Peggy Campolo once wrote a wonderful short essay entitled In God's House There Are Many Closets. In it she describes how she once hid from others, afraid to be honest about who she really was, and she relates it to the experience of closeted gays and lesbians.
I can identify at least two closets in my own life, and although I with at least one of those I can point to a single moment of "coming out," at the same time I'm always having to come out of the closet. Every time a conversation turns in a certain direction, or every time I catch up with an old friend and face the inevitable questions, I come out all over again.
The first of those closets is of course my sexuality. I am (if it's necessary to put labels on these things) gay. I was over halfway into my twenties before I had the courage to accept myself for who I was, and almost in my thirties before I brought myself to tell others. And each time I am asked, "Are you married yet?" or "Do you have a girlfriend?", I'm coming out for a second, a third, a fourth, fifth, sixth and hundredth time.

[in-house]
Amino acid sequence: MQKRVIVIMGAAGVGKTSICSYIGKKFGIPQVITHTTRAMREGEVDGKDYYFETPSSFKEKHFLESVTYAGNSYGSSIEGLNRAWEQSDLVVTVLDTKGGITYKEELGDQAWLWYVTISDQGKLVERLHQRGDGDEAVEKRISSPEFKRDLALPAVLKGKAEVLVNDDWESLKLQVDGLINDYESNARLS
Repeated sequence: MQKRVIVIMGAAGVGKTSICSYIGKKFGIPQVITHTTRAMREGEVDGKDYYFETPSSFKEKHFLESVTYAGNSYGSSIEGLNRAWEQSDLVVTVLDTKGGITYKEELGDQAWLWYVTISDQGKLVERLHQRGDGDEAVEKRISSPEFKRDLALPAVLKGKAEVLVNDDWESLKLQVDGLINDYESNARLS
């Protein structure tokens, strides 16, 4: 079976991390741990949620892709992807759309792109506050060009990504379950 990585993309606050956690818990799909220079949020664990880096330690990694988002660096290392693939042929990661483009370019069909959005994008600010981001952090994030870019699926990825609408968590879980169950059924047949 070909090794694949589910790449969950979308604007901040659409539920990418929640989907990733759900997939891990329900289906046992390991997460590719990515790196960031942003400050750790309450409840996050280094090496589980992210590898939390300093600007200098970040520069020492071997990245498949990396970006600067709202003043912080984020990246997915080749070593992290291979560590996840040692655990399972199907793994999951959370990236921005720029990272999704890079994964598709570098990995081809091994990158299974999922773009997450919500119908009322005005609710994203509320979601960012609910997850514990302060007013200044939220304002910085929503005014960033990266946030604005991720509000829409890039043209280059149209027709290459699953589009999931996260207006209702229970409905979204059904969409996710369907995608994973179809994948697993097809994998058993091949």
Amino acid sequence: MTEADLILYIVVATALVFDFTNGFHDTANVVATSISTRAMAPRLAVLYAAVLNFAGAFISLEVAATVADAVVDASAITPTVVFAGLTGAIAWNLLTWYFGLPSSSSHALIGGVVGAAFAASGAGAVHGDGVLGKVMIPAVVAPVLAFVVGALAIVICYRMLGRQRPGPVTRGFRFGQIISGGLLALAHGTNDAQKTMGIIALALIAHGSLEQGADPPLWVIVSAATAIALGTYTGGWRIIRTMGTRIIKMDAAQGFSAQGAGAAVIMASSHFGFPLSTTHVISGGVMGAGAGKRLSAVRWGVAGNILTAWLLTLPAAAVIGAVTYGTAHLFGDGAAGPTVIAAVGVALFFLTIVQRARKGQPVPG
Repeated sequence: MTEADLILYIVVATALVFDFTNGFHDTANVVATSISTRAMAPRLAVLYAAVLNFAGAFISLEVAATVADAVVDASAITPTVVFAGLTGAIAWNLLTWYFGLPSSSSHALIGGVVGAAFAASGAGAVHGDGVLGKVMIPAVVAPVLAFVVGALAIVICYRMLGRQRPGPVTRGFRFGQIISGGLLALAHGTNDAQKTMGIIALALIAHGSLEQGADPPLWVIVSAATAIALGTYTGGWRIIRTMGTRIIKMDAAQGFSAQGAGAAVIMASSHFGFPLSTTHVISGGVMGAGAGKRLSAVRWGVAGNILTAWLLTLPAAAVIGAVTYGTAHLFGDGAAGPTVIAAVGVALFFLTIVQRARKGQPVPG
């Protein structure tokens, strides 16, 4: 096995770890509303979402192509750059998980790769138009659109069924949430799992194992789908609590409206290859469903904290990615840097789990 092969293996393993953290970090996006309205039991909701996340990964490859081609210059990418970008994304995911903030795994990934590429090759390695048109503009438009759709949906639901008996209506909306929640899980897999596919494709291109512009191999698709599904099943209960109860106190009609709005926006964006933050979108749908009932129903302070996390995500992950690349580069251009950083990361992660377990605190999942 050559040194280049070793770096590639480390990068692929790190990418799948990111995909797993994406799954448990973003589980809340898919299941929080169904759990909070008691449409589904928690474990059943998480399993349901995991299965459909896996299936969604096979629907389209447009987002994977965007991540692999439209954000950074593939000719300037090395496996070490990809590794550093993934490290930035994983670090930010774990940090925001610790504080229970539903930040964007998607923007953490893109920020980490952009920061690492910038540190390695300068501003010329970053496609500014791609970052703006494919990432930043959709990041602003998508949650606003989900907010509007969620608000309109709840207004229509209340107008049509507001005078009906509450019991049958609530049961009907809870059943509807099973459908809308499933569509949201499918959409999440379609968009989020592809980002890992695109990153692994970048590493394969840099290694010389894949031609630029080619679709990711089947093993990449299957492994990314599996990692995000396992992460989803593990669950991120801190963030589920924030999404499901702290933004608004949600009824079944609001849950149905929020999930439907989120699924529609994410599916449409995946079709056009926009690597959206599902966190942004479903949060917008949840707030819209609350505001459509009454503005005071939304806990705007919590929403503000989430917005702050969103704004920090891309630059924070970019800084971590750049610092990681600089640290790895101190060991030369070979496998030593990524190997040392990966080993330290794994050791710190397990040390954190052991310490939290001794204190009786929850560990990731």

The second closet is my faith. Or the ambiguity of it, lack of it or at least its strange metamorphosis over the last seven or eight years. Ten years ago I was a fiery born-again Christian, thoroughly evangelical and unabashedly Pentecostal. I studied theology and was an associate pastor for almost two years. I spoke in tongues, preached the Bible as the inerrant Word of God and condemned unrepentant unbelievers to an eternity in hell. Now I am a confirmed Anglican, too liberal for most liberals and pretty much agnostic on the question of God's existence.
It is unsurprising then that bumping into a Bible College friend, an old church pal, or someone who once knew me as Pastor Dave, is yet another coming-out. Coming out gay and coming out no-longer-evangelical often coincide, since the two journeys are closely intertwined.
The response from Christian friends varies. (Edit: Let me clear up some confusion here. I'm not eager to pigeonhole friends into the following categories. They're just broad categories based on my observations. Chances are if the issue of my sexuality has never come up in conversation, I don't expect a response.)